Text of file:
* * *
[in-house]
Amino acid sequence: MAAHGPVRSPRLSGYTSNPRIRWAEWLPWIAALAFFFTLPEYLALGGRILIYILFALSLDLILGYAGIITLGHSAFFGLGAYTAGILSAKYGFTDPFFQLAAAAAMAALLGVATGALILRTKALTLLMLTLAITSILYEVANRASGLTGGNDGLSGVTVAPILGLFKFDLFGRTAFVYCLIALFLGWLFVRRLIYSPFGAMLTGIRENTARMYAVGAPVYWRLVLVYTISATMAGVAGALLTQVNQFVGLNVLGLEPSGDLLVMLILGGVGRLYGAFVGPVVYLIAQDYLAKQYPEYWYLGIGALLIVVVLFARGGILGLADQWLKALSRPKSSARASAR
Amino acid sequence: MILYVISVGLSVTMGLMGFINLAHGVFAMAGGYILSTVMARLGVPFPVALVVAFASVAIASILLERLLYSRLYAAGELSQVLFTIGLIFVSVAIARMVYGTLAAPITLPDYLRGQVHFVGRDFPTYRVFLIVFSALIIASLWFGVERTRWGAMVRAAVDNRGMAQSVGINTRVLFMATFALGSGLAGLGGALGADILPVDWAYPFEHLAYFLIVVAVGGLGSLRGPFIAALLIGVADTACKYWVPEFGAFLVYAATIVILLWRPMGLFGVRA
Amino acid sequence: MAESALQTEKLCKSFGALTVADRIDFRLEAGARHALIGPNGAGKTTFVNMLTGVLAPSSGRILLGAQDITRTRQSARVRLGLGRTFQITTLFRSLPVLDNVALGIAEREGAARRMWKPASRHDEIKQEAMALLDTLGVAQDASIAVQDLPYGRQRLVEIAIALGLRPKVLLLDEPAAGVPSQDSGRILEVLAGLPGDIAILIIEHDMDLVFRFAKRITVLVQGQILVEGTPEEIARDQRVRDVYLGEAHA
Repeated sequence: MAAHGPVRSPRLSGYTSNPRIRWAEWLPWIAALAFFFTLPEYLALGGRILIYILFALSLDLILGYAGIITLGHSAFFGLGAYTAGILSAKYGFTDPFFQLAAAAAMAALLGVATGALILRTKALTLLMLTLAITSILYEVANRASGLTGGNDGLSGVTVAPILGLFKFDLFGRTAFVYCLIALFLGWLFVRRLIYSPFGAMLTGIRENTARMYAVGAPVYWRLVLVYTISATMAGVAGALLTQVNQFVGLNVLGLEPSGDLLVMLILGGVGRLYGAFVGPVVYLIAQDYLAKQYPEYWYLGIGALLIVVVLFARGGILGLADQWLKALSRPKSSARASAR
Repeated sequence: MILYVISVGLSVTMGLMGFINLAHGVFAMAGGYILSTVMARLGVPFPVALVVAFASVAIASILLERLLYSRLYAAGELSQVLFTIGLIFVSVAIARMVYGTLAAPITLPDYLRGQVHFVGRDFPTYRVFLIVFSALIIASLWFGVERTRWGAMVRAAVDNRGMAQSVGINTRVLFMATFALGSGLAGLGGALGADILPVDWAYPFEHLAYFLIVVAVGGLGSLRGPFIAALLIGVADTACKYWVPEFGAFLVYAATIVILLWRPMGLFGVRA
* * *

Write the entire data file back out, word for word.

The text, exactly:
[in-house]
Amino acid sequence: MAAHGPVRSPRLSGYTSNPRIRWAEWLPWIAALAFFFTLPEYLALGGRILIYILFALSLDLILGYAGIITLGHSAFFGLGAYTAGILSAKYGFTDPFFQLAAAAAMAALLGVATGALILRTKALTLLMLTLAITSILYEVANRASGLTGGNDGLSGVTVAPILGLFKFDLFGRTAFVYCLIALFLGWLFVRRLIYSPFGAMLTGIRENTARMYAVGAPVYWRLVLVYTISATMAGVAGALLTQVNQFVGLNVLGLEPSGDLLVMLILGGVGRLYGAFVGPVVYLIAQDYLAKQYPEYWYLGIGALLIVVVLFARGGILGLADQWLKALSRPKSSARASAR
Amino acid sequence: MILYVISVGLSVTMGLMGFINLAHGVFAMAGGYILSTVMARLGVPFPVALVVAFASVAIASILLERLLYSRLYAAGELSQVLFTIGLIFVSVAIARMVYGTLAAPITLPDYLRGQVHFVGRDFPTYRVFLIVFSALIIASLWFGVERTRWGAMVRAAVDNRGMAQSVGINTRVLFMATFALGSGLAGLGGALGADILPVDWAYPFEHLAYFLIVVAVGGLGSLRGPFIAALLIGVADTACKYWVPEFGAFLVYAATIVILLWRPMGLFGVRA
Amino acid sequence: MAESALQTEKLCKSFGALTVADRIDFRLEAGARHALIGPNGAGKTTFVNMLTGVLAPSSGRILLGAQDITRTRQSARVRLGLGRTFQITTLFRSLPVLDNVALGIAEREGAARRMWKPASRHDEIKQEAMALLDTLGVAQDASIAVQDLPYGRQRLVEIAIALGLRPKVLLLDEPAAGVPSQDSGRILEVLAGLPGDIAILIIEHDMDLVFRFAKRITVLVQGQILVEGTPEEIARDQRVRDVYLGEAHA
Repeated sequence: MAAHGPVRSPRLSGYTSNPRIRWAEWLPWIAALAFFFTLPEYLALGGRILIYILFALSLDLILGYAGIITLGHSAFFGLGAYTAGILSAKYGFTDPFFQLAAAAAMAALLGVATGALILRTKALTLLMLTLAITSILYEVANRASGLTGGNDGLSGVTVAPILGLFKFDLFGRTAFVYCLIALFLGWLFVRRLIYSPFGAMLTGIRENTARMYAVGAPVYWRLVLVYTISATMAGVAGALLTQVNQFVGLNVLGLEPSGDLLVMLILGGVGRLYGAFVGPVVYLIAQDYLAKQYPEYWYLGIGALLIVVVLFARGGILGLADQWLKALSRPKSSARASAR
Repeated sequence: MILYVISVGLSVTMGLMGFINLAHGVFAMAGGYILSTVMARLGVPFPVALVVAFASVAIASILLERLLYSRLYAAGELSQVLFTIGLIFVSVAIARMVYGTLAAPITLPDYLRGQVHFVGRDFPTYRVFLIVFSALIIASLWFGVERTRWGAMVRAAVDNRGMAQSVGINTRVLFMATFALGSGLAGLGGALGADILPVDWAYPFEHLAYFLIVVAVGGLGSLRGPFIAALLIGVADTACKYWVPEFGAFLVYAATIVILLWRPMGLFGVRA